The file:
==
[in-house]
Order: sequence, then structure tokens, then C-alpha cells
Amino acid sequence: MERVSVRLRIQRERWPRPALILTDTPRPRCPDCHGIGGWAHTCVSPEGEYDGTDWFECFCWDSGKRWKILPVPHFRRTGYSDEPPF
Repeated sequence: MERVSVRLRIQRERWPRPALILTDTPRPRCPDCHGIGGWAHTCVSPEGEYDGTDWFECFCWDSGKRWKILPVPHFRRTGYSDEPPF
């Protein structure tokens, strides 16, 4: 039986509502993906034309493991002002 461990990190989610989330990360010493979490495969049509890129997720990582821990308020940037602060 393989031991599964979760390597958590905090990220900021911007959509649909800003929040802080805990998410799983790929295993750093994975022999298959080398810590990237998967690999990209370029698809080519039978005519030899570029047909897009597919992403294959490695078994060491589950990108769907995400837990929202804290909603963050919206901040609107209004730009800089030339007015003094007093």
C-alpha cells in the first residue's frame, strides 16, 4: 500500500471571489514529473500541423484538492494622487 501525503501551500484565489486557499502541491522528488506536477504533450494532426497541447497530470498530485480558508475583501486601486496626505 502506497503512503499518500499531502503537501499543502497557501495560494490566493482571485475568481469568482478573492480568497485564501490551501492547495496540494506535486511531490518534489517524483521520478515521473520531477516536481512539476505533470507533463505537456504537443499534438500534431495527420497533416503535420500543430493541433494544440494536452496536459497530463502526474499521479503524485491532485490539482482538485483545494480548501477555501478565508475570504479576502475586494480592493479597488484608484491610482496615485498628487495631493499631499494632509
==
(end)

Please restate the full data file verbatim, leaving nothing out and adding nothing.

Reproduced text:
[in-house]
Order: sequence, then structure tokens, then C-alpha cells
Amino acid sequence: MERVSVRLRIQRERWPRPALILTDTPRPRCPDCHGIGGWAHTCVSPEGEYDGTDWFECFCWDSGKRWKILPVPHFRRTGYSDEPPF
Repeated sequence: MERVSVRLRIQRERWPRPALILTDTPRPRCPDCHGIGGWAHTCVSPEGEYDGTDWFECFCWDSGKRWKILPVPHFRRTGYSDEPPF
């Protein structure tokens, strides 16, 4: 039986509502993906034309493991002002 461990990190989610989330990360010493979490495969049509890129997720990582821990308020940037602060 393989031991599964979760390597958590905090990220900021911007959509649909800003929040802080805990998410799983790929295993750093994975022999298959080398810590990237998967690999990209370029698809080519039978005519030899570029047909897009597919992403294959490695078994060491589950990108769907995400837990929202804290909603963050919206901040609107209004730009800089030339007015003094007093």
C-alpha cells in the first residue's frame, strides 16, 4: 500500500471571489514529473500541423484538492494622487 501525503501551500484565489486557499502541491522528488506536477504533450494532426497541447497530470498530485480558508475583501486601486496626505 502506497503512503499518500499531502503537501499543502497557501495560494490566493482571485475568481469568482478573492480568497485564501490551501492547495496540494506535486511531490518534489517524483521520478515521473520531477516536481512539476505533470507533463505537456504537443499534438500534431495527420497533416503535420500543430493541433494544440494536452496536459497530463502526474499521479503524485491532485490539482482538485483545494480548501477555501478565508475570504479576502475586494480592493479597488484608484491610482496615485498628487495631493499631499494632509